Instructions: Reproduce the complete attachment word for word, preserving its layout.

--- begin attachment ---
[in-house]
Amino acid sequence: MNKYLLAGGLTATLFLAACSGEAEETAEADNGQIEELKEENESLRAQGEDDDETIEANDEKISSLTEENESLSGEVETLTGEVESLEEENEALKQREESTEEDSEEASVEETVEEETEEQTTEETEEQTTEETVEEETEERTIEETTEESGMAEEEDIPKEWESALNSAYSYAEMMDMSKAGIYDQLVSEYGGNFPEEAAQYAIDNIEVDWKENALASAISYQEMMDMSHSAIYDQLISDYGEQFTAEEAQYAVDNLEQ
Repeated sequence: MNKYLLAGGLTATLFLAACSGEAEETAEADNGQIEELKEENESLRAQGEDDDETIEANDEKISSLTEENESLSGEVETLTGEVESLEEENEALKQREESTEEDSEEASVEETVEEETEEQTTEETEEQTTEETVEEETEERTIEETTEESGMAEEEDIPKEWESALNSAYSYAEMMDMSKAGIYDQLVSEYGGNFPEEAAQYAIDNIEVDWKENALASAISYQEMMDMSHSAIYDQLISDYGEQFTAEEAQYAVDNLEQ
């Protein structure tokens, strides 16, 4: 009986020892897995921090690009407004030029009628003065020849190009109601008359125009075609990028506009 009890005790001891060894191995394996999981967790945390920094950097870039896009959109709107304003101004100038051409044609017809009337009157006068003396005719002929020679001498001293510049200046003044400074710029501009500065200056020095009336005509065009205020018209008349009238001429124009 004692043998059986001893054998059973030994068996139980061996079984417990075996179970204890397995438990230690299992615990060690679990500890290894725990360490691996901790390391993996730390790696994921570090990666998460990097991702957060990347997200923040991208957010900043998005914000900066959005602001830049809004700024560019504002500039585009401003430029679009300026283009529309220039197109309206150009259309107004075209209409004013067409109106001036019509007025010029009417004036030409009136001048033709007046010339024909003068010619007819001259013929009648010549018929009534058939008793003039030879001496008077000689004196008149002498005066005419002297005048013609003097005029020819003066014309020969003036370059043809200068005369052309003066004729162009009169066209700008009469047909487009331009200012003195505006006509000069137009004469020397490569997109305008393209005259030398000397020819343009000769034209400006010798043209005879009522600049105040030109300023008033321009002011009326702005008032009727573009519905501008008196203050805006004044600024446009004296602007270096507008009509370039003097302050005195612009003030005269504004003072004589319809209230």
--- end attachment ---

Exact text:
[in-house]
Amino acid sequence: MNKYLLAGGLTATLFLAACSGEAEETAEADNGQIEELKEENESLRAQGEDDDETIEANDEKISSLTEENESLSGEVETLTGEVESLEEENEALKQREESTEEDSEEASVEETVEEETEEQTTEETEEQTTEETVEEETEERTIEETTEESGMAEEEDIPKEWESALNSAYSYAEMMDMSKAGIYDQLVSEYGGNFPEEAAQYAIDNIEVDWKENALASAISYQEMMDMSHSAIYDQLISDYGEQFTAEEAQYAVDNLEQ
Repeated sequence: MNKYLLAGGLTATLFLAACSGEAEETAEADNGQIEELKEENESLRAQGEDDDETIEANDEKISSLTEENESLSGEVETLTGEVESLEEENEALKQREESTEEDSEEASVEETVEEETEEQTTEETEEQTTEETVEEETEERTIEETTEESGMAEEEDIPKEWESALNSAYSYAEMMDMSKAGIYDQLVSEYGGNFPEEAAQYAIDNIEVDWKENALASAISYQEMMDMSHSAIYDQLISDYGEQFTAEEAQYAVDNLEQ
């Protein structure tokens, strides 16, 4: 009986020892897995921090690009407004030029009628003065020849190009109601008359125009075609990028506009 009890005790001891060894191995394996999981967790945390920094950097870039896009959109709107304003101004100038051409044609017809009337009157006068003396005719002929020679001498001293510049200046003044400074710029501009500065200056020095009336005509065009205020018209008349009238001429124009 004692043998059986001893054998059973030994068996139980061996079984417990075996179970204890397995438990230690299992615990060690679990500890290894725990360490691996901790390391993996730390790696994921570090990666998460990097991702957060990347997200923040991208957010900043998005914000900066959005602001830049809004700024560019504002500039585009401003430029679009300026283009529309220039197109309206150009259309107004075209209409004013067409109106001036019509007025010029009417004036030409009136001048033709007046010339024909003068010619007819001259013929009648010549018929009534058939008793003039030879001496008077000689004196008149002498005066005419002297005048013609003097005029020819003066014309020969003036370059043809200068005369052309003066004729162009009169066209700008009469047909487009331009200012003195505006006509000069137009004469020397490569997109305008393209005259030398000397020819343009000769034209400006010798043209005879009522600049105040030109300023008033321009002011009326702005008032009727573009519905501008008196203050805006004044600024446009004296602007270096507008009509370039003097302050005195612009003030005269504004003072004589319809209230």